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Forces between currents

When a current flows in a wire a magnetic field is produced around the wire. If two conductors are placed close together then the field of one wire affects the other and a force exists between the two wires.

This may be demonstrated simply by using the apparatus shown in Figure 1, where a direct current of some 5 A is allowed to flow along two pieces of cooking foil. When the currents in the two pieces of foil are in the same direction the strips of foil attract each other and when they are in opposite directions they repel each other.

The magnetic fields for the two wires are shown in Figure 2(a) for currents in the same direction and 2(b) for currents in opposite directions. Points where there is a zero resultant field are known as neutral points.

The force between the conductors is directly proportional to the current flowing in them and this therefore forms the basis for a definition of the ampere.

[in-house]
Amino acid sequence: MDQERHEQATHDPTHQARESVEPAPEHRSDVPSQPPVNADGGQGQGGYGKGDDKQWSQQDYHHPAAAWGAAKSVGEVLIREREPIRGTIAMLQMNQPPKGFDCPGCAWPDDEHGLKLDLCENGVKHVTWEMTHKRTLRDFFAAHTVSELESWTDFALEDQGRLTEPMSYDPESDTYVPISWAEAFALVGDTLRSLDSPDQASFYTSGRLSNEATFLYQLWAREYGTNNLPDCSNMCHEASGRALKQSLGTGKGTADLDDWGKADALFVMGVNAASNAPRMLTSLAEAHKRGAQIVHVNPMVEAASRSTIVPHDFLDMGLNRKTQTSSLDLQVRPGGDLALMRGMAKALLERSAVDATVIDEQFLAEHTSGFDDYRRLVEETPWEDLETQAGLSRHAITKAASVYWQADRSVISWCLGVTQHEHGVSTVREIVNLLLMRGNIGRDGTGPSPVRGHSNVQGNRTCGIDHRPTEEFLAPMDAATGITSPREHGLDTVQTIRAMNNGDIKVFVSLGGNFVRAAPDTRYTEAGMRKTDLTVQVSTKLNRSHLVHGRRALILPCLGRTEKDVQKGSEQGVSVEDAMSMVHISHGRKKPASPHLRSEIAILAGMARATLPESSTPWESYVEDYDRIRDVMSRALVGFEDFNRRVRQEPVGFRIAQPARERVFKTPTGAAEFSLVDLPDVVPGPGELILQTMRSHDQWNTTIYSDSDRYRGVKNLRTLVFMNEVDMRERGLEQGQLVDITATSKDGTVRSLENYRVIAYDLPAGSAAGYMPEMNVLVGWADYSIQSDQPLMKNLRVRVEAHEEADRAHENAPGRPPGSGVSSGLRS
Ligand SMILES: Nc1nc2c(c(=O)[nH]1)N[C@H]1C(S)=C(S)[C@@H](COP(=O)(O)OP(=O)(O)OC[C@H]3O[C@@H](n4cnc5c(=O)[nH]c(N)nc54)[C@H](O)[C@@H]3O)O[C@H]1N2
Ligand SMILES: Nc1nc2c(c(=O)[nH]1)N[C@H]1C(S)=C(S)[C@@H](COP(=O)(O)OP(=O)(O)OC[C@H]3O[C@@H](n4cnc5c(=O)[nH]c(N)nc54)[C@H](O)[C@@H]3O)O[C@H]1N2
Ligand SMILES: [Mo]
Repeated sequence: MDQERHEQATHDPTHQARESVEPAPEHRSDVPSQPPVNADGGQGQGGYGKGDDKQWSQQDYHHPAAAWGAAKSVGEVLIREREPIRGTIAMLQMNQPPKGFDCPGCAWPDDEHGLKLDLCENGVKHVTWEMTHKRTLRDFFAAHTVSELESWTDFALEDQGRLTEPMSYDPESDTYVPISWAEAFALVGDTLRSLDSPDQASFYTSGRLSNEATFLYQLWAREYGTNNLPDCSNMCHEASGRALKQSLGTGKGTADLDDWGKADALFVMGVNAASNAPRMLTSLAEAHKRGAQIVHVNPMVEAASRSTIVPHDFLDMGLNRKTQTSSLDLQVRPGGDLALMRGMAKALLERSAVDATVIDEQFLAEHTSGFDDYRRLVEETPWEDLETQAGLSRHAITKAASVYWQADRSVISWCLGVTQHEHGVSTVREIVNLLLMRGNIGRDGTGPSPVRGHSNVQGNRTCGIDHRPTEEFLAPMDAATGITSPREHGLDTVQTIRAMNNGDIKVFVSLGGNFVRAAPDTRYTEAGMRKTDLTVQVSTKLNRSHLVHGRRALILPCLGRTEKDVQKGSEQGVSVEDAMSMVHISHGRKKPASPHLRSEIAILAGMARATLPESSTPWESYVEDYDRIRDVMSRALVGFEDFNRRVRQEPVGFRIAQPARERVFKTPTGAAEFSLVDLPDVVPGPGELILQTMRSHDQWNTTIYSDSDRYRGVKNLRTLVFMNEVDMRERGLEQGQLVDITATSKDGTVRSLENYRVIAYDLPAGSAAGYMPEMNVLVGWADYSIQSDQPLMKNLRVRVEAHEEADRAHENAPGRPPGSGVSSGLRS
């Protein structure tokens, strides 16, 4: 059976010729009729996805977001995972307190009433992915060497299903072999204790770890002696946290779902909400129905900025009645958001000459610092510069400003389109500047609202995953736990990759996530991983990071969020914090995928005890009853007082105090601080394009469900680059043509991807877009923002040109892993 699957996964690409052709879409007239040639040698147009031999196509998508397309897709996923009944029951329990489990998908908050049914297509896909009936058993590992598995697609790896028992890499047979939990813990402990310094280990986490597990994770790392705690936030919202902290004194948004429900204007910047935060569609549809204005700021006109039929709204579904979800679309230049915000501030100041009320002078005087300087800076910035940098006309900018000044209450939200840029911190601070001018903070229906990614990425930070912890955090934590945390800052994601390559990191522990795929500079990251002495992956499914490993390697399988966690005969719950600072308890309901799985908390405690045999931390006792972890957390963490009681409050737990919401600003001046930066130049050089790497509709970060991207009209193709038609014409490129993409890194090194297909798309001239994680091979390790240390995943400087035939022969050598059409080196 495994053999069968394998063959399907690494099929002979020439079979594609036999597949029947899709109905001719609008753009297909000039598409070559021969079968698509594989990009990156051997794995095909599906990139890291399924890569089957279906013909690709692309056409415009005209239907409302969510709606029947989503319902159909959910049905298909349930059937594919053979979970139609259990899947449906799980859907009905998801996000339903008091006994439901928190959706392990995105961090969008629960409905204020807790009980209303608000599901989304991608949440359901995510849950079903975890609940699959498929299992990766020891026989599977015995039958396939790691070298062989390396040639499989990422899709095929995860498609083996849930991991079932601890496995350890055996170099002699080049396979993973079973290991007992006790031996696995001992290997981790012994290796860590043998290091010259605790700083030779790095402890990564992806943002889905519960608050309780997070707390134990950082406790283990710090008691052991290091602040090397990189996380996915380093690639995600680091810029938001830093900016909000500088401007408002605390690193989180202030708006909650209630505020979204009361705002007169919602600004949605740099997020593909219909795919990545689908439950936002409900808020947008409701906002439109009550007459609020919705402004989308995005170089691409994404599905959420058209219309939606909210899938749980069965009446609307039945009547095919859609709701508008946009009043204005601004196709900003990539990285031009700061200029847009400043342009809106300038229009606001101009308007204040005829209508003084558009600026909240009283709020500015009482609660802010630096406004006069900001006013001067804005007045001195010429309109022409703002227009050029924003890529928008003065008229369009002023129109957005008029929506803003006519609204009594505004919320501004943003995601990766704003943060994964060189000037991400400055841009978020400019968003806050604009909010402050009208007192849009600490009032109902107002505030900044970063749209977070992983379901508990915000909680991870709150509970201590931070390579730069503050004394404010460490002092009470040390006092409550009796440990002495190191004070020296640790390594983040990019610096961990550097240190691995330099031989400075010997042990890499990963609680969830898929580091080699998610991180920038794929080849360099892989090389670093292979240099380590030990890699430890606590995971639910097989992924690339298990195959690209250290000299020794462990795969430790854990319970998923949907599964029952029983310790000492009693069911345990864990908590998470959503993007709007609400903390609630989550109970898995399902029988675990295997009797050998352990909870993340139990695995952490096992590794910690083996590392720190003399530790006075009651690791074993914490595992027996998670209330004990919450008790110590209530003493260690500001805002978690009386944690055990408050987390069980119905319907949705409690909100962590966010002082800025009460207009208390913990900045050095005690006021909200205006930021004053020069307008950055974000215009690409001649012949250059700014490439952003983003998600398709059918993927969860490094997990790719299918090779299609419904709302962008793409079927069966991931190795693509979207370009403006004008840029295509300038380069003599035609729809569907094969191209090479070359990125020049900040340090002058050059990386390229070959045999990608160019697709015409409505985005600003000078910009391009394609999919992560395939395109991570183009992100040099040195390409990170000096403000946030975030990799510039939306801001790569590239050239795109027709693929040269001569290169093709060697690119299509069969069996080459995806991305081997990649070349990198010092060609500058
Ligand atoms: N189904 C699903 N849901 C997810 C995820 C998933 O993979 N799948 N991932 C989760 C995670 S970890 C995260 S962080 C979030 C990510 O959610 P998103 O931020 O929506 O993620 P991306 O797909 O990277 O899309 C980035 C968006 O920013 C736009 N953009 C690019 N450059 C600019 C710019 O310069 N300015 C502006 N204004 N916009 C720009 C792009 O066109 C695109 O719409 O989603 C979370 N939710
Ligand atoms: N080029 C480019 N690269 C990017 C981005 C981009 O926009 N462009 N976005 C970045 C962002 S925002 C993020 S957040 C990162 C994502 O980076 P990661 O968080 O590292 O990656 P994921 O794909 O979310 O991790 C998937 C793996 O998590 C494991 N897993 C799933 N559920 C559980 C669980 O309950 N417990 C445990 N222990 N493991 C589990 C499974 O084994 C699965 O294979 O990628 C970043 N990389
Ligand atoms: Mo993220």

The Ampere is defined as the constant current which, when flowing in two infinitely long, straight and parallel conductors of negligible cross section placed 1 m apart in a vacuum causes a force between them of 2x10-7 N per metre of their length.

The value of μo

Consider the force of attraction between two infinitely long wires, each carrying a current I (Figure 3).
The field B at one wire due to the other wire is:

    B = μoI/2πr
where r is the distance between the two wires. The force F on a length L of this wire is therefore

Force (F) between two currents = BIL = μoI2L/2πr

If the wires are carrying a current of 1 A and are 1 m apart in a vacuum and we consider unit length, then by the definition of the ampere we have:

r = 1m I=1A F= 2x10-7N

Permeability of free space (μo) = 4π x 10-7 Hm-1

Example problems
Example 1
Calculate the magnetic flux density at the centre of a solenoid of 2000 turns and 50 cm long if a current of 0.5 A flows in the coil.

B = moNI/L = [4πx10-7 x 2000 x 0.5]/0.5 = 2.5 x 10-3T

Example 2
What current must flow in an infinitely long straight wire to give a flux density the same as the above at 0.3 m from the wire?

B = μoI/2πr
Therefore I = 2.5x10-3x2πx0.3 = 3570 A!

© Keith Gibbs 2020